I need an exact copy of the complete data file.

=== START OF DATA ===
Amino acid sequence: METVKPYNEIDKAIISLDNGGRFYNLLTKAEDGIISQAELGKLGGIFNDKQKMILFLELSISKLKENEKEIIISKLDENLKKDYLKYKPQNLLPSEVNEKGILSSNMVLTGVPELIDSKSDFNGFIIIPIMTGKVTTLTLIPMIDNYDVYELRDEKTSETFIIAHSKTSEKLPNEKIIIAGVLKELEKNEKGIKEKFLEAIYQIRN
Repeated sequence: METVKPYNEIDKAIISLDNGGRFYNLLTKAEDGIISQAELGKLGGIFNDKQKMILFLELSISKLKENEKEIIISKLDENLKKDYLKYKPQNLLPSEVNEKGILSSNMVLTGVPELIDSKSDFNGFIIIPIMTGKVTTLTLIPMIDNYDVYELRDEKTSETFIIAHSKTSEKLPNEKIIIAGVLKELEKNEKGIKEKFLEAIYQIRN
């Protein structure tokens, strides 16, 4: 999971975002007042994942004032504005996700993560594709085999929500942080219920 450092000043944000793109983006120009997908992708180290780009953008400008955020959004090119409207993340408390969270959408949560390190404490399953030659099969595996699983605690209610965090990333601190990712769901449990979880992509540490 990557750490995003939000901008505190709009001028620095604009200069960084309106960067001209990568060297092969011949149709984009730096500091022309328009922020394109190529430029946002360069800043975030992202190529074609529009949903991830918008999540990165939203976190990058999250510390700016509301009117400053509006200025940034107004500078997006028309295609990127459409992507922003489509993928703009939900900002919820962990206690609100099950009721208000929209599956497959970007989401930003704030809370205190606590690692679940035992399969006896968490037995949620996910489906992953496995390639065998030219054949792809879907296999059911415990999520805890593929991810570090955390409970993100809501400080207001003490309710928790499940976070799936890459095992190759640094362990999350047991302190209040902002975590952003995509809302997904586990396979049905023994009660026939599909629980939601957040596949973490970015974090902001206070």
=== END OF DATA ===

Amino acid sequence: METVKPYNEIDKAIISLDNGGRFYNLLTKAEDGIISQAELGKLGGIFNDKQKMILFLELSISKLKENEKEIIISKLDENLKKDYLKYKPQNLLPSEVNEKGILSSNMVLTGVPELIDSKSDFNGFIIIPIMTGKVTTLTLIPMIDNYDVYELRDEKTSETFIIAHSKTSEKLPNEKIIIAGVLKELEKNEKGIKEKFLEAIYQIRN
Repeated sequence: METVKPYNEIDKAIISLDNGGRFYNLLTKAEDGIISQAELGKLGGIFNDKQKMILFLELSISKLKENEKEIIISKLDENLKKDYLKYKPQNLLPSEVNEKGILSSNMVLTGVPELIDSKSDFNGFIIIPIMTGKVTTLTLIPMIDNYDVYELRDEKTSETFIIAHSKTSEKLPNEKIIIAGVLKELEKNEKGIKEKFLEAIYQIRN
């Protein structure tokens, strides 16, 4: 999971975002007042994942004032504005996700993560594709085999929500942080219920 450092000043944000793109983006120009997908992708180290780009953008400008955020959004090119409207993340408390969270959408949560390190404490399953030659099969595996699983605690209610965090990333601190990712769901449990979880992509540490 990557750490995003939000901008505190709009001028620095604009200069960084309106960067001209990568060297092969011949149709984009730096500091022309328009922020394109190529430029946002360069800043975030992202190529074609529009949903991830918008999540990165939203976190990058999250510390700016509301009117400053509006200025940034107004500078997006028309295609990127459409992507922003489509993928703009939900900002919820962990206690609100099950009721208000929209599956497959970007989401930003704030809370205190606590690692679940035992399969006896968490037995949620996910489906992953496995390639065998030219054949792809879907296999059911415990999520805890593929991810570090955390409970993100809501400080207001003490309710928790499940976070799936890459095992190759640094362990999350047991302190209040902002975590952003995509809302997904586990396979049905023994009660026939599909629980939601957040596949973490970015974090902001206070």